As this issue arrives in mailboxes and in the back of parish churches, Pope Benedict XVI will be preparing to preside over his first-ever beatification (a task he’s delegated until now) when he visits Great Britain Sept. 16-19. The newly proclaimed blessed is Cardinal John Henry Newman, a convert from Anglicanism, an intellectual and theologian, a shy scholar claimed by both liberals and conservatives.
The pope has special admiration for Cardinal Newman. In our In Focus this week, Father Dwight Longenecker — a former Anglican priest himself — notes that both the pope and the cardinal are thinkers, often characterized as a bit introverted, and as in possession of formidable intellects (see Pages 9-12). Pope Benedict has gone so far as to talk about Newman in the same breath as the Doctors of the Church — those saints whose teaching is deemed especially valuable for the Church.
Cardinal Newman, as Father Longenecker writes, is especially known for his exploration of the interplay between personal faith and the teaching authority of the Church.
On the one hand, he insisted that reason alone could not bring one to God; there needs to be the gift of an “inner light.” But at the same time, this inner conviction cannot lead one to doctrinal certainty without a teaching authority of the Church.
In a homily on faith and obedience, Cardinal Newman talked about the necessity of obedience and its relationship to faith:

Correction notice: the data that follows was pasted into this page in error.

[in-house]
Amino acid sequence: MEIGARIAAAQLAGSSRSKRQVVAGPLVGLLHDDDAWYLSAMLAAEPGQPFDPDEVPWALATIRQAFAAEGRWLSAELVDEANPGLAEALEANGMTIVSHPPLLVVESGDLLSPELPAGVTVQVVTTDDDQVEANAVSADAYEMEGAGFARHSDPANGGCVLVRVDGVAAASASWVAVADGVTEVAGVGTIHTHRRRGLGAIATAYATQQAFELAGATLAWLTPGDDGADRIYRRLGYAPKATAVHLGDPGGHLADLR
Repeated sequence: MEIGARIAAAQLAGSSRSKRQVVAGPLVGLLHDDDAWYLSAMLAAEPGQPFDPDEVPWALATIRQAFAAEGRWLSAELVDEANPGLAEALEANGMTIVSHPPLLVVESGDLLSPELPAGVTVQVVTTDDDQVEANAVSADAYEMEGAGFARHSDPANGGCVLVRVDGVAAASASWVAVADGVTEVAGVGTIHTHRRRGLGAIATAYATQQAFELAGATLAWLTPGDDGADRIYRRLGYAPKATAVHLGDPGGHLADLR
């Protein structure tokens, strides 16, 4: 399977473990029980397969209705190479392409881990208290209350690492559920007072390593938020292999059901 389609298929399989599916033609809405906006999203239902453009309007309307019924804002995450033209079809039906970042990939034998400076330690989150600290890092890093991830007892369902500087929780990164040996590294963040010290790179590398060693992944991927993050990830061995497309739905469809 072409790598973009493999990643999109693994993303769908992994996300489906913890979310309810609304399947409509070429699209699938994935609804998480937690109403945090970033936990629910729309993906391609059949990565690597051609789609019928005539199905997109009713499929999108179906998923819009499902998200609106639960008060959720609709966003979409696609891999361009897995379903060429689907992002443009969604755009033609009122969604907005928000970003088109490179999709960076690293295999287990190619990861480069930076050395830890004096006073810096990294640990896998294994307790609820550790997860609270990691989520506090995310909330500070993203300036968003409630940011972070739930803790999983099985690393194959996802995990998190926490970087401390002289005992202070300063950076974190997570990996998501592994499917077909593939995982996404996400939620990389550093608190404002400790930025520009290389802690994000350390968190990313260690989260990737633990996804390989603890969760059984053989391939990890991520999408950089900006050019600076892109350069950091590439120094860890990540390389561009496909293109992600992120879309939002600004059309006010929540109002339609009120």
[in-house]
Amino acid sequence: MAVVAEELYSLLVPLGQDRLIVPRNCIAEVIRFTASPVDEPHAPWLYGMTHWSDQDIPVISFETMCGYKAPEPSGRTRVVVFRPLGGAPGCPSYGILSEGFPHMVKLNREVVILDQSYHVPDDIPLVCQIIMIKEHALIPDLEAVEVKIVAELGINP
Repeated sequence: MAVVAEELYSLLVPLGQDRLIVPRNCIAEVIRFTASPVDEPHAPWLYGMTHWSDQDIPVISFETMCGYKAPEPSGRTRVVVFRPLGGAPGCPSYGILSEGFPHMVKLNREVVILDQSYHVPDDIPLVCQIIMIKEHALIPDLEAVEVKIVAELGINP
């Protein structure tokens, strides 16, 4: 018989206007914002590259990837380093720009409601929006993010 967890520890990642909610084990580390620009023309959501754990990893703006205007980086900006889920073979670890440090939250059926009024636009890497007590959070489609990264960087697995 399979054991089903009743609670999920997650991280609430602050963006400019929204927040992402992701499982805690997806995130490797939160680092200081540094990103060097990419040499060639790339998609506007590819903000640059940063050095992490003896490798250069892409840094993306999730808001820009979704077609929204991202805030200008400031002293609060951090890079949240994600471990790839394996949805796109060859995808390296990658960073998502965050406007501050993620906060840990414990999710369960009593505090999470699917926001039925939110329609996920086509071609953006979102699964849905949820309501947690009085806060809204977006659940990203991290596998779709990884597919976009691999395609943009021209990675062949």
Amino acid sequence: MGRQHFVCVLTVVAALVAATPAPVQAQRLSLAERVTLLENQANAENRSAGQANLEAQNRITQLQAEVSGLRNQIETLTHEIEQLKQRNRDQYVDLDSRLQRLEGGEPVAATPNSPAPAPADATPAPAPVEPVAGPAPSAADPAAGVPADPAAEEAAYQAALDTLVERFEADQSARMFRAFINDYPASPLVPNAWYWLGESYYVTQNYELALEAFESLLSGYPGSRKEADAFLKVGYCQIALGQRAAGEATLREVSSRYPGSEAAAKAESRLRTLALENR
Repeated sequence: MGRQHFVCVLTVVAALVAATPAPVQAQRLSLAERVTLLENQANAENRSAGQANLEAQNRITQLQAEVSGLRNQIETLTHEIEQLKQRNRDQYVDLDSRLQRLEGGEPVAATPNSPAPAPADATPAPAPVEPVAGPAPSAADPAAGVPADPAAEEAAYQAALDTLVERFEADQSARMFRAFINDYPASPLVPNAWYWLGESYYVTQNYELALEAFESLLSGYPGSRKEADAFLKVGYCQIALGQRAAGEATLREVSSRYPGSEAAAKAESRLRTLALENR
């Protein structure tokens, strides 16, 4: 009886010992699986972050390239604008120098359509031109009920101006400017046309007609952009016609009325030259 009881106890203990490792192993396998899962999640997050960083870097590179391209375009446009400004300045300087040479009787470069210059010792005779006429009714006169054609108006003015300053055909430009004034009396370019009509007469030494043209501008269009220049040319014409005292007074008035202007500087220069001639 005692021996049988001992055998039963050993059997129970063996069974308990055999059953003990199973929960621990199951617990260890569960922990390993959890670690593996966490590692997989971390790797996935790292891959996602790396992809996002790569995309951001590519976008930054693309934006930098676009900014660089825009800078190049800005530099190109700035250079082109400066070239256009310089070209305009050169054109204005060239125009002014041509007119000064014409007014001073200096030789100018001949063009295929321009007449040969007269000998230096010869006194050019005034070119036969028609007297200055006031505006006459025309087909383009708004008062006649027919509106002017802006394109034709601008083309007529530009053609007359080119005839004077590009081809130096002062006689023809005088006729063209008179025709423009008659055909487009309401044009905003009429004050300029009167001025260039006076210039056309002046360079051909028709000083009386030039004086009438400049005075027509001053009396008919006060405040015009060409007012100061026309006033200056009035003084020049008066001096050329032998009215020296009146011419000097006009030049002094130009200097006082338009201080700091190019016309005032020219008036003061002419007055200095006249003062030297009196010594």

“Faith has a certain prerogative of dignity under the Gospel. At the same time we must never forget that the more usual mode of doctrine both with Christ and his apostles is to refer our acceptance to obedience to the commandments, not to faith. ... There are multitudes who would avow with confidence and exultation that they put obedience only in the second place in their religious scheme, as if it were rather a necessary consequence of faith than requiring a direct attention for its own sake; a something subordinate to it, rather than connatural and contemporaneous with it.”
Our Page 4 story offers a prime possible application of this principle. The article is about the renewed calls of some Catholic women to be ordained priests, despite recent popes’ statements that Church teaching on the matter is infallible and unchangeable: Just as Jesus only called men to be his apostles, so he only calls men to serve as ministerial priests.
That’s a tough teaching for modern ears (as it was for some in the early Church; some of the Church Fathers write about “heretical” individuals and groups who tried to ordain women priests). But Church doctrines are something we receive, not that we negotiate.
And when assenting to them is difficult, we need to use our God-given intellects to seek understanding, not walk away.
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